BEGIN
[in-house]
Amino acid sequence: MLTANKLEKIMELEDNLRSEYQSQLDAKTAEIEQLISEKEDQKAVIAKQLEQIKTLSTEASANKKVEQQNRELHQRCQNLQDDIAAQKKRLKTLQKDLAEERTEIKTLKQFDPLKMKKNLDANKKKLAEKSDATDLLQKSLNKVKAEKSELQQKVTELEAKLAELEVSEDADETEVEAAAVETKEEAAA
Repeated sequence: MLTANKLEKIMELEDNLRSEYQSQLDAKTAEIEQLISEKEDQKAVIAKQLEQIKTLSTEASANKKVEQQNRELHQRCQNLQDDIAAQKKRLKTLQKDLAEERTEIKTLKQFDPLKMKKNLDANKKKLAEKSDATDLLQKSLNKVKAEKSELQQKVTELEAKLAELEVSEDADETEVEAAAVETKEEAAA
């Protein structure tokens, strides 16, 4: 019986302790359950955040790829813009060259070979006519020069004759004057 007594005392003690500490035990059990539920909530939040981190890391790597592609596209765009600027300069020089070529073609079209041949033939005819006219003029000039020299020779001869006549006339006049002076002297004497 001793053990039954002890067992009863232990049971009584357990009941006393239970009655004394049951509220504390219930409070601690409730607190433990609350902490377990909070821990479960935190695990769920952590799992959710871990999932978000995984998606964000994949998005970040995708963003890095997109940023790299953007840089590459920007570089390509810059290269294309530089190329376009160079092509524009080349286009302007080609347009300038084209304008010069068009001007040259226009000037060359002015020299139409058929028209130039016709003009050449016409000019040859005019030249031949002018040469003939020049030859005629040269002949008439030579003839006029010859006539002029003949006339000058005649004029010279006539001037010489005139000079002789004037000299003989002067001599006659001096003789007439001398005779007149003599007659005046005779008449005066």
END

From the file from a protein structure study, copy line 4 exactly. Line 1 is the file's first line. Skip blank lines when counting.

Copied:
């Protein structure tokens, strides 16, 4: 019986302790359950955040790829813009060259070979006519020069004759004057 007594005392003690500490035990059990539920909530939040981190890391790597592609596209765009600027300069020089070529073609079209041949033939005819006219003029000039020299020779001869006549006339006049002076002297004497 001793053990039954002890067992009863232990049971009584357990009941006393239970009655004394049951509220504390219930409070601690409730607190433990609350902490377990909070821990479960935190695990769920952590799992959710871990999932978000995984998606964000994949998005970040995708963003890095997109940023790299953007840089590459920007570089390509810059290269294309530089190329376009160079092509524009080349286009302007080609347009300038084209304008010069068009001007040259226009000037060359002015020299139409058929028209130039016709003009050449016409000019040859005019030249031949002018040469003939020049030859005629040269002949008439030579003839006029010859006539002029003949006339000058005649004029010279006539001037010489005139000079002789004037000299003989002067001599006659001096003789007439001398005779007149003599007659005046005779008449005066």